Donmar Warehouse, London WC2
  Opened 25 March, 2009

I spent much of the first hour or more of Athol Fugard’s play wondering how, on its first appearance in 1975, it could ever have been thought apolitical. Certainly, its setting is mythical and somewhat abstract. But in the great engineer Dimetos’ retirement to a rural backwater and refusal to be enticed back to work for the city we can see the conflicting imperatives of the one and the many; in his guilty, devious love for his niece, the power of one individual over another; in her discovery of this and response to it, the clash of ideals or principles and reality. All of these, surely, are fundamental political situations. The superposition of abstraction and politics is almost Howard Barkerian.
However, as the evening progressed, it became harder and harder to discern any way in which these symbols might fit together as a coherent metaphor for the struggle of the time for South African freedom, or Fugard’s own relationship to it. There is in Dimetos a kind of characteristically Afrikaner recalcitrance, but about what? And in the final phase after the interval, as he tries to find redemption from the pervasive stench of the body washed up on the shore (which may or may not be his niece’s body mystically returning after her suicide), what does it – indeed, what does any of it – mean? Blowed if I know. Director Douglas Hodge has admitted that one reason he took the play on was to try to figure it out himself; he doesn’t seem to have done so.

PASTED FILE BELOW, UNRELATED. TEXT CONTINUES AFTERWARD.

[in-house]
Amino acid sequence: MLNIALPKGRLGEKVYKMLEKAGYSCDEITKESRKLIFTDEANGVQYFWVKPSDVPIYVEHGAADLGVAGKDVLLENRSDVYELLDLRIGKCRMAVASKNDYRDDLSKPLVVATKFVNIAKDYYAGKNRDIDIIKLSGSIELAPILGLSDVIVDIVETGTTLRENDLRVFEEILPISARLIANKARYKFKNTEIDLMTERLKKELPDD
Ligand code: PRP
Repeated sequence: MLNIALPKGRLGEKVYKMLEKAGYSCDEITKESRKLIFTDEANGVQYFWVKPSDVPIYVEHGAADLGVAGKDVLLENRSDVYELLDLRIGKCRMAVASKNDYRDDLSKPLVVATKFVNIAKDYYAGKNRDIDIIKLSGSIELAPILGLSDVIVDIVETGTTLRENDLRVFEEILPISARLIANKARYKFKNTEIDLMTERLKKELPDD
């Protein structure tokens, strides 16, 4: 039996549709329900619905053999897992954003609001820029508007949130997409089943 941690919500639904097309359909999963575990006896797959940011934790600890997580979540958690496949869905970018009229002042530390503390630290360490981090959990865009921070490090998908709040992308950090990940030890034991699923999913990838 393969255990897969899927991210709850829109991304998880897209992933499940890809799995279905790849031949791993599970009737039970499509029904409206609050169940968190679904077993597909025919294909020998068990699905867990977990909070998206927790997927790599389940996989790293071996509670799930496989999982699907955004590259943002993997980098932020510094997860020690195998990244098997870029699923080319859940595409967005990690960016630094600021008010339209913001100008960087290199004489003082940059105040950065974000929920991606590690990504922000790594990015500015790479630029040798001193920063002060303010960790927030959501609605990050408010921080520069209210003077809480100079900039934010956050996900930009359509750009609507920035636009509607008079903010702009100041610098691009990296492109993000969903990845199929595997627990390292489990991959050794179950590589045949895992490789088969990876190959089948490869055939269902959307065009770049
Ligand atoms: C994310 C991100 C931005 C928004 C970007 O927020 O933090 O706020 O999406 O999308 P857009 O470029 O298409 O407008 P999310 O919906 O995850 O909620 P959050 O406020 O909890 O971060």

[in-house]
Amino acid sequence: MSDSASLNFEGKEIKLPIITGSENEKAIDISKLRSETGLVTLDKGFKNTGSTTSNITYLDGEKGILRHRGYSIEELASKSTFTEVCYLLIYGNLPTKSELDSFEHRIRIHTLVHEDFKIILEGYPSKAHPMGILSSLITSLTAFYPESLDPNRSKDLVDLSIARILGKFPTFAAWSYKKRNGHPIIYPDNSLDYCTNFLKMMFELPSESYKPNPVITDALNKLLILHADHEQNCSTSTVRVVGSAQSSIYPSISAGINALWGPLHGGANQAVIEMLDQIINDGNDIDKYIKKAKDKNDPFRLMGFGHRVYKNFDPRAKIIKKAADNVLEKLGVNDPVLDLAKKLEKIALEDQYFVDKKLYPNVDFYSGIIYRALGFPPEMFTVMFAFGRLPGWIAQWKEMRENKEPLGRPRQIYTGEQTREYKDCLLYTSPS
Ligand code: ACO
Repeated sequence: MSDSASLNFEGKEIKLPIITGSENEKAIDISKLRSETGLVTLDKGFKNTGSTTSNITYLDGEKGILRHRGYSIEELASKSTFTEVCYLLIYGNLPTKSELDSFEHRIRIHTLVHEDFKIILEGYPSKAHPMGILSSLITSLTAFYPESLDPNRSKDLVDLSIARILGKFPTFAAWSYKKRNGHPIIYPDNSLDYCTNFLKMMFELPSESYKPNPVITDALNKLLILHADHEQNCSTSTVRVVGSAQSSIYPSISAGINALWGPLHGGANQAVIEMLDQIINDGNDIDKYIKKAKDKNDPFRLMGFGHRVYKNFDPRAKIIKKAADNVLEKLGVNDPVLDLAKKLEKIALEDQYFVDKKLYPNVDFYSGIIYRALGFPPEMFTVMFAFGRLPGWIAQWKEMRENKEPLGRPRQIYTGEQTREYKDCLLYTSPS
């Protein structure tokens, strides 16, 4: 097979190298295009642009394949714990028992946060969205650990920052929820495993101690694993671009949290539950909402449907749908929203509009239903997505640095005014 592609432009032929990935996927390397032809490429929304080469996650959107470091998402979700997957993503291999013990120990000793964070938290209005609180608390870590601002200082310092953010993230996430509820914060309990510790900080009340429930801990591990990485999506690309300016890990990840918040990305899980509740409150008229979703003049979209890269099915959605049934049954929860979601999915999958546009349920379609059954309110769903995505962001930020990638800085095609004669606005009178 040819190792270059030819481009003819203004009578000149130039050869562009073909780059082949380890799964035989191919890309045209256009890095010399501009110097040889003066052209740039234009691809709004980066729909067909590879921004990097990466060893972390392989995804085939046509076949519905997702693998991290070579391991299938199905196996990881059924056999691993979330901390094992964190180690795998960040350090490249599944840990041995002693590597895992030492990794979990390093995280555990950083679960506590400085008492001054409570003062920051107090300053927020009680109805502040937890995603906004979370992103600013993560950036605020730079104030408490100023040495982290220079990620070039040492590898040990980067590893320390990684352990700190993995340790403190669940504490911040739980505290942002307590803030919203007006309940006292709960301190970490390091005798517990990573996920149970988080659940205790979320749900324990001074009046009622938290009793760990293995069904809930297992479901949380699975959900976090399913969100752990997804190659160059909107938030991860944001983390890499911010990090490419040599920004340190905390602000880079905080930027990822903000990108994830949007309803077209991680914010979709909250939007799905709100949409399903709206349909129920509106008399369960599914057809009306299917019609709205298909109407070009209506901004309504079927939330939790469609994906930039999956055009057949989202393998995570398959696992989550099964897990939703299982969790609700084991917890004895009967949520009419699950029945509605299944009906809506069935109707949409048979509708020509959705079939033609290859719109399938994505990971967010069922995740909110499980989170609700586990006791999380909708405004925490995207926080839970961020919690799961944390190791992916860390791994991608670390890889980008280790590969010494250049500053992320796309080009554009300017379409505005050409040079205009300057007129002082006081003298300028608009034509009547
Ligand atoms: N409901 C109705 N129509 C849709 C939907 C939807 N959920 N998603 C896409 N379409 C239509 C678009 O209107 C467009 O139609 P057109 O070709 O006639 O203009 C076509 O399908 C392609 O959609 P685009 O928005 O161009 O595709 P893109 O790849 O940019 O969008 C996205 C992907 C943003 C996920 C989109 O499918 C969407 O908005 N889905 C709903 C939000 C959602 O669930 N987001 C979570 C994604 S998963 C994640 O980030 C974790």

What he has done is stage a sensitive production on Bunny Christie’s set of wooden beams, ladders and incomplete walkways. If Holliday Grainger as niece Lydia is on the winsome side and Alex Lanipekun as the city’s emissary Danilo is altogether too shouty for the Donmar’s space, Anne Reid is deceptively commanding as the flinty housekeeper Sophia and Jonathan Pryce quite compelling as Dimetos. Whether keeping himself buttoned tightly up against Danilo’s embassies or disintegrating into a stream of engineering-and-dream-tale gibberish in the final minutes, Pryce is constantly alive and in the moment. It is a particular delight to see his skills on show in such an intimate venue. His performance almost shines through even the opacity of the play itself.

Written for the Financial Times.

Copyright © Ian Shuttleworth; all rights reserved.

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